18. Beals Syndrome

    Science.gov (United States)

    ... the syndrome. How does Beals syndrome compare with Marfan syndrome? People with Beals syndrome have many of the ... bone) and aortic enlargement problems as people with Marfan syndrome, and treatments for these problems are the same. ...

  19. Racial and ethnic differences in the prevalence of metabolic syndrome and its components of metabolic syndrome in women with polycystic ovary syndrome: a regional cross-sectional study.

    Science.gov (United States)

    Chan, Jessica L; Kar, Sujata; Vanky, Eszter; Morin-Papunen, Laure; Piltonen, Terhi; Puurunen, Johanna; Tapanainen, Juha S; Maciel, Gustavo Arantes Rosa; Hayashida, Sylvia Asaka Yamashita; Soares, Jose Maria; Baracat, Edmund Chada; Mellembakken, Jan Roar; Dokras, Anuja

    2017-08-01

    Polycystic ovary syndrome is a heterogeneous disorder and its presentation varies with race and ethnicity. Reproductive-age women with polycystic ovary syndrome are at increased risk of metabolic syndrome; however, it is not clear if prevalence of metabolic syndrome and clustering of its components differs based on race and ethnicity. Moreover, the majority of these women do not undergo routine screening for metabolic syndrome. We sought to compare the prevalence of metabolic syndrome and clustering of its components in women with polycystic ovary syndrome in the United States with women in India, Brazil, Finland, and Norway. This is a cross-sectional study performed in 1089 women with polycystic ovary syndrome from 1999 through 2016 in 5 outpatient clinics in the United States, India, Brazil, Finland, and Norway. Polycystic ovary syndrome was defined by the Rotterdam criteria. Main outcome measures were: metabolic syndrome prevalence, blood pressure, body mass index, fasting high-density lipoprotein cholesterol, fasting triglycerides, and fasting glucose. Data from all sites were reevaluated for appropriate application of diagnostic criteria for polycystic ovary syndrome, identification of polycystic ovary syndrome phenotype, and complete metabolic workup. The US White women with polycystic ovary syndrome were used as the referent group. Logistic regression models were used to evaluate associations between race and metabolic syndrome prevalence and its components and to adjust for potential confounders, including age and body mass index. The median age of the entire cohort was 28 years. Women from India had the highest mean Ferriman-Gallwey score for clinical hyperandrogenism (15.6 ± 6.5, P polycystic ovary syndrome, there are significant differences in the prevalence of metabolic syndrome and clustering of its components based on race and ethnicity, which may reflect contributions from both racial and environmental factors. Our findings indicate the prevalence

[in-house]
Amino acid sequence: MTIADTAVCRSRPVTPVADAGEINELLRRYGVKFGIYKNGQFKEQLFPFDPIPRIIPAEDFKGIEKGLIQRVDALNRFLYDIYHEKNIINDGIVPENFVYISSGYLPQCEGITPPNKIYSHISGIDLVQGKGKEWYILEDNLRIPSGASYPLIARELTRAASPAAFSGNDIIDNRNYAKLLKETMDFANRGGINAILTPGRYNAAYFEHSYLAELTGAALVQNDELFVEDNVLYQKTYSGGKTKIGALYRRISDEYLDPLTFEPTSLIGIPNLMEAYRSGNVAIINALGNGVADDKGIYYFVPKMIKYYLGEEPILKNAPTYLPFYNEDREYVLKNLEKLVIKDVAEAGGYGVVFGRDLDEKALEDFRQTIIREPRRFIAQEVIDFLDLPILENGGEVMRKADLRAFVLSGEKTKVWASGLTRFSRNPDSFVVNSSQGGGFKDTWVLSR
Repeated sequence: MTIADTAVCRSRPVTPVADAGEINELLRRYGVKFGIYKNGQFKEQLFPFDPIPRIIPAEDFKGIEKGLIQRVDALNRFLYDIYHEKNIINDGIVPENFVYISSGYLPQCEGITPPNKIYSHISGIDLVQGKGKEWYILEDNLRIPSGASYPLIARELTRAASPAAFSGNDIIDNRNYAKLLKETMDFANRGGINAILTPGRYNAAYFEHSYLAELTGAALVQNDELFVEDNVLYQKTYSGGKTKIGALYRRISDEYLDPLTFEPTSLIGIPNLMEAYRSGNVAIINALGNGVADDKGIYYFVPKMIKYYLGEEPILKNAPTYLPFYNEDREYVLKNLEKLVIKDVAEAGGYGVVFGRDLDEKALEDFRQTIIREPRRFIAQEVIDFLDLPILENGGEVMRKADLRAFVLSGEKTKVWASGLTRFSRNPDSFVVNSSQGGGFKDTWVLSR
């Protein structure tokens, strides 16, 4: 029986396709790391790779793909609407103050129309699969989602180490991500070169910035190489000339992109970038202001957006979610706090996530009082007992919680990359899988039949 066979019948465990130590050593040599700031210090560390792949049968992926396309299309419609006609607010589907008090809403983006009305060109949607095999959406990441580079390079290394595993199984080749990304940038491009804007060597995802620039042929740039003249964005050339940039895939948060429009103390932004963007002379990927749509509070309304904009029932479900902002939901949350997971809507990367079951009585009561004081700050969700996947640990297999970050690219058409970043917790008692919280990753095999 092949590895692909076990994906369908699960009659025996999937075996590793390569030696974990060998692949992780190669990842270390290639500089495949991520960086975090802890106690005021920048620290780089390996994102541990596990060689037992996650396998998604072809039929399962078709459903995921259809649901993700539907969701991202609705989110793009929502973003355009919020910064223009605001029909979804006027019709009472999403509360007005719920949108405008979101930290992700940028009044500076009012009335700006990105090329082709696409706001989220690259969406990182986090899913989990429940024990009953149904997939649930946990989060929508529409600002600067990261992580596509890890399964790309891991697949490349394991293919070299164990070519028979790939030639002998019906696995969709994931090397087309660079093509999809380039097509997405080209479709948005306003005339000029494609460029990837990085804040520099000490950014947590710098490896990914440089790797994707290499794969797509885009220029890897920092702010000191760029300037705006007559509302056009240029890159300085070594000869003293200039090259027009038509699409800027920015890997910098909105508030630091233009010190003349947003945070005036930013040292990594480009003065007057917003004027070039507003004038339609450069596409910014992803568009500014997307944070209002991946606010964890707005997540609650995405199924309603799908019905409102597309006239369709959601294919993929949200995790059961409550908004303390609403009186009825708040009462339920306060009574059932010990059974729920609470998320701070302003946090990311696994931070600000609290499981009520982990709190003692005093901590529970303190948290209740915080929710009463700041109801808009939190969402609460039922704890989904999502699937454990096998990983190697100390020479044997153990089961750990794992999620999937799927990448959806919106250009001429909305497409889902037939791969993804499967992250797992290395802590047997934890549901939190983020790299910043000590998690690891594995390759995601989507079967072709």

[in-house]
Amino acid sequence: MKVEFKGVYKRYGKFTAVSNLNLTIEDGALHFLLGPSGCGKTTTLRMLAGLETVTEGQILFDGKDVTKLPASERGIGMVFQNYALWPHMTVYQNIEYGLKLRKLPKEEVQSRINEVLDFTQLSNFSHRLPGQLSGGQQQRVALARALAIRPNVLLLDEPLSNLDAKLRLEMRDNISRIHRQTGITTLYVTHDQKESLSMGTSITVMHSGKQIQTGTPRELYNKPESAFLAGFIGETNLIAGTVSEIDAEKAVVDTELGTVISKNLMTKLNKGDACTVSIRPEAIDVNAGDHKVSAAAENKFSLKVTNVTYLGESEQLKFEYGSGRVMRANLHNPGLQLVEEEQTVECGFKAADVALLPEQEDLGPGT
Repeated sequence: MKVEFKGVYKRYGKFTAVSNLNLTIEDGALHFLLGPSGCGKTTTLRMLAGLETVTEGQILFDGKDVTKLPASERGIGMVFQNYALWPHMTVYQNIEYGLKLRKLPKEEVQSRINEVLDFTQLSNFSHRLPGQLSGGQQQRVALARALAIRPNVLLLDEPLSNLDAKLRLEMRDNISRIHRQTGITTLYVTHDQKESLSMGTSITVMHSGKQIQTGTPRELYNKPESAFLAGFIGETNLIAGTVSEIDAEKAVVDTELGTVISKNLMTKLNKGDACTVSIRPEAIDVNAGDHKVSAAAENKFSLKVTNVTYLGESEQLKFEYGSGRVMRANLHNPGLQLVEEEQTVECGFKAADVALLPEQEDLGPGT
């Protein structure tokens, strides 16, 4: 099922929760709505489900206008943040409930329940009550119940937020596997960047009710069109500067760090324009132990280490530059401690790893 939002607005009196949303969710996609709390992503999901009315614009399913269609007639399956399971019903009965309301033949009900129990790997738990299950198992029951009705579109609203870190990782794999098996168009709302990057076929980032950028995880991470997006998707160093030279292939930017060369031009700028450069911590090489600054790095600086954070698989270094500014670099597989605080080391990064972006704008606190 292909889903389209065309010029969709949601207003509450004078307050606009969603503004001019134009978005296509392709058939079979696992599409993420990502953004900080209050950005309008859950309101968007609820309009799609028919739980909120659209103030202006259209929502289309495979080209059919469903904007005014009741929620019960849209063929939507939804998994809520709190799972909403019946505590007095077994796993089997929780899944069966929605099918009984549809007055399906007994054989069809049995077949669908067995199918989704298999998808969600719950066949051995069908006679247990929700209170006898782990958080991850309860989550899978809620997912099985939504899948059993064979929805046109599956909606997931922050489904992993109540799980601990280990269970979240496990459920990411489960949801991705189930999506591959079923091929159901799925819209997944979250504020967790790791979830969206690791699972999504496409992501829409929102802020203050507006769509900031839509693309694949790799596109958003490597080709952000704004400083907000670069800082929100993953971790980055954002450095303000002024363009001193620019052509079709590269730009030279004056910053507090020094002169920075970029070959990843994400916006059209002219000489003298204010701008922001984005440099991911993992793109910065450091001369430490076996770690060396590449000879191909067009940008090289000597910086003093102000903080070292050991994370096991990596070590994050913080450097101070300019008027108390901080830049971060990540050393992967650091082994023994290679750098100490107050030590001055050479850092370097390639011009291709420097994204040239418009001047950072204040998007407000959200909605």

20. [Prevalence of eating disorders among women with polycystic ovary syndrome].

    Science.gov (United States)

    Bernadett, Mohácsi; Szemán-N, Anita

    2016-01-01

    Polycystic ovary syndrome (PCOS) is one of the most common endocrine disorders among women of reproductive age. Symptomes and complications of PCOS have adverse effect on quality of life among concerned women. Most research findings suggest that PCOS is associated with eating disorders, but there are inconsistent results in connection with their relationship in the published literature. The aim of this study was to determine the prevalence of eating disorders among women with PCOS. Body mass index (BMI), Eating Attitudes Test (EAT) and Eating Behaviour Severity Scale (EBSS) were used to measure eating attitudes and behaviors. Furthermore PCOS symptomes were measured by Ferriman-Gallwey Score, Global Acne Grading Score, Savin Scale and other pcos symptoms were also accessed. A total of 318 women were included in this analysis. The sample consists of a PCOS group (N=95), a control group (N=100) and a hyperandrogen group (N=123). The Prevalence of clinical bulimia nervosa was 5.3%, subclinical anorexia nervosa 1.1% and subclinical bulimia nervosa was 10.5% among PCOS women. 1.6% subclinical bulimia nervosa was detected in the hyperandrogen group. The results of the study indicate that the prevalence of clinical and subclinical bulimia nervosa is increased among women with PCOS compared to healthy women. Eating disorders can have significant negative influence on the outcome of the treatment of PCOS. To sum up, these findings suggest that it should be necessary to pay attention to the screening of eating disorders, and the findings also reveals that psychological treatment of eating disorders among women with PCOS is relevant.

  1. [Polycystic ovary syndrome: is there a rise in the prevalence?].

    Science.gov (United States)

    Carmona-Ruiz, Israel Obed; Saucedo-de la Llata, Eric; Moraga-Sánchez, María Rosa; Romeu-Sarró, Alberto